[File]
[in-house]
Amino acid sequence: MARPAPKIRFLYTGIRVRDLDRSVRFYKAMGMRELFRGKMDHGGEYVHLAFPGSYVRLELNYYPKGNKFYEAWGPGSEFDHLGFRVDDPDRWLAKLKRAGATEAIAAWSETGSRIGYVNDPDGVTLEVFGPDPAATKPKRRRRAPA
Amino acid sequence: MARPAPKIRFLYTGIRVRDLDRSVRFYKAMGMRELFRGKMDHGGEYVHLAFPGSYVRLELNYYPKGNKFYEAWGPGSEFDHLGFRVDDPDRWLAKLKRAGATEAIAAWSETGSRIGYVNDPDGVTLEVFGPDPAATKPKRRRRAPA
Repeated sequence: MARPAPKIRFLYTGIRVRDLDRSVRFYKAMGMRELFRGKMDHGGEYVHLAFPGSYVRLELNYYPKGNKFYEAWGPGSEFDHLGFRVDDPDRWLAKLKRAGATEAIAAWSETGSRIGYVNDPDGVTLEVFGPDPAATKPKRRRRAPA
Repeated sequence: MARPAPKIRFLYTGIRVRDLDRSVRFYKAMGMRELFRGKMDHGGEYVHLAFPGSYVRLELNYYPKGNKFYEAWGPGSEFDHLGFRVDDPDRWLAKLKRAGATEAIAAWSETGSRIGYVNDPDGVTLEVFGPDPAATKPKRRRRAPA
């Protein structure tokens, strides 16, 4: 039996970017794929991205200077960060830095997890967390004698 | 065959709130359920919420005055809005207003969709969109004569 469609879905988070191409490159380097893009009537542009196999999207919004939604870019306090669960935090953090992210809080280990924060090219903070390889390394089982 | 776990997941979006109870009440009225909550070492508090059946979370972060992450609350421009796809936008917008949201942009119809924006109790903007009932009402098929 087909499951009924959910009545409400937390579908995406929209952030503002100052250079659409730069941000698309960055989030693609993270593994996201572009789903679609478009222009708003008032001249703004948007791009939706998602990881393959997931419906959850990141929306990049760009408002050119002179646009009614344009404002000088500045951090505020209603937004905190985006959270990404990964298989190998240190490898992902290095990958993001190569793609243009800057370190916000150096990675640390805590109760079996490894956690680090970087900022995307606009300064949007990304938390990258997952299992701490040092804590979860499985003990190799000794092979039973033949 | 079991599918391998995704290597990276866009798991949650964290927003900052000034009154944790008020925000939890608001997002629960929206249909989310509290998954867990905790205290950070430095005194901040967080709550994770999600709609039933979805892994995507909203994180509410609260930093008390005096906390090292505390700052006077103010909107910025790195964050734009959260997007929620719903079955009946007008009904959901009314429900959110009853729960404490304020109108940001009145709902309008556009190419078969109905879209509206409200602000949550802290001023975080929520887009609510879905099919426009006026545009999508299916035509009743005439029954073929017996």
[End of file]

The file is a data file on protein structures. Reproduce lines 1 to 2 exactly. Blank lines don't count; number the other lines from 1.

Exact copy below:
[in-house]
Amino acid sequence: MARPAPKIRFLYTGIRVRDLDRSVRFYKAMGMRELFRGKMDHGGEYVHLAFPGSYVRLELNYYPKGNKFYEAWGPGSEFDHLGFRVDDPDRWLAKLKRAGATEAIAAWSETGSRIGYVNDPDGVTLEVFGPDPAATKPKRRRRAPA